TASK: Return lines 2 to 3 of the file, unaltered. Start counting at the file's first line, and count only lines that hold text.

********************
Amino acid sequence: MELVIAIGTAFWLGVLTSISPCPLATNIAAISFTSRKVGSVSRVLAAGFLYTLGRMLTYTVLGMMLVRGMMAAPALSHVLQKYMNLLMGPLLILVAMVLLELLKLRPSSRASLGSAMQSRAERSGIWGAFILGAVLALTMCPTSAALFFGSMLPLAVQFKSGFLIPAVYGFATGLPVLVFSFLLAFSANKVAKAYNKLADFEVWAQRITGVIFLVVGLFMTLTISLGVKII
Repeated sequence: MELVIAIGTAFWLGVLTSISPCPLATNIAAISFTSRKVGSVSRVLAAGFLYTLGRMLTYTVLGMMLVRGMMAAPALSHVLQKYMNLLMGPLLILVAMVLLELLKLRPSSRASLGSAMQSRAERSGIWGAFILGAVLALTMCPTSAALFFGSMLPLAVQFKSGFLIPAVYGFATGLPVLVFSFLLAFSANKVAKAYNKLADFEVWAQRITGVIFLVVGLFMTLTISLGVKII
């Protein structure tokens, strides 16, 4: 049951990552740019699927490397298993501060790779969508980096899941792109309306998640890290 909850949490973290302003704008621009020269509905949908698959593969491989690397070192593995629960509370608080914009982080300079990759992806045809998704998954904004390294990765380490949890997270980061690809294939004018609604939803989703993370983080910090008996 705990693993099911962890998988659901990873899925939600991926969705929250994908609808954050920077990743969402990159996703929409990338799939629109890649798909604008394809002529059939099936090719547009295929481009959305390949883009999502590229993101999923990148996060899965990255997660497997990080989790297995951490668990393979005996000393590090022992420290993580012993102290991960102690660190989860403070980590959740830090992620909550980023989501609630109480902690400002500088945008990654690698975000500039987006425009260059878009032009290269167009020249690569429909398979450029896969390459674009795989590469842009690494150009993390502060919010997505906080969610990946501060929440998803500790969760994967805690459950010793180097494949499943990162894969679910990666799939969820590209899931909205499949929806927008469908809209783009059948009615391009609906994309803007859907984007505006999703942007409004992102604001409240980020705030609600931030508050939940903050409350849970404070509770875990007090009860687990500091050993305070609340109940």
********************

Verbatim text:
Repeated sequence: MELVIAIGTAFWLGVLTSISPCPLATNIAAISFTSRKVGSVSRVLAAGFLYTLGRMLTYTVLGMMLVRGMMAAPALSHVLQKYMNLLMGPLLILVAMVLLELLKLRPSSRASLGSAMQSRAERSGIWGAFILGAVLALTMCPTSAALFFGSMLPLAVQFKSGFLIPAVYGFATGLPVLVFSFLLAFSANKVAKAYNKLADFEVWAQRITGVIFLVVGLFMTLTISLGVKII
């Protein structure tokens, strides 16, 4: 049951990552740019699927490397298993501060790779969508980096899941792109309306998640890290 909850949490973290302003704008621009020269509905949908698959593969491989690397070192593995629960509370608080914009982080300079990759992806045809998704998954904004390294990765380490949890997270980061690809294939004018609604939803989703993370983080910090008996 705990693993099911962890998988659901990873899925939600991926969705929250994908609808954050920077990743969402990159996703929409990338799939629109890649798909604008394809002529059939099936090719547009295929481009959305390949883009999502590229993101999923990148996060899965990255997660497997990080989790297995951490668990393979005996000393590090022992420290993580012993102290991960102690660190989860403070980590959740830090992620909550980023989501609630109480902690400002500088945008990654690698975000500039987006425009260059878009032009290269167009020249690569429909398979450029896969390459674009795989590469842009690494150009993390502060919010997505906080969610990946501060929440998803500790969760994967805690459950010793180097494949499943990162894969679910990666799939969820590209899931909205499949929806927008469908809209783009059948009615391009609906994309803007859907984007505006999703942007409004992102604001409240980020705030609600931030508050939940903050409350849970404070509770875990007090009860687990500091050993305070609340109940």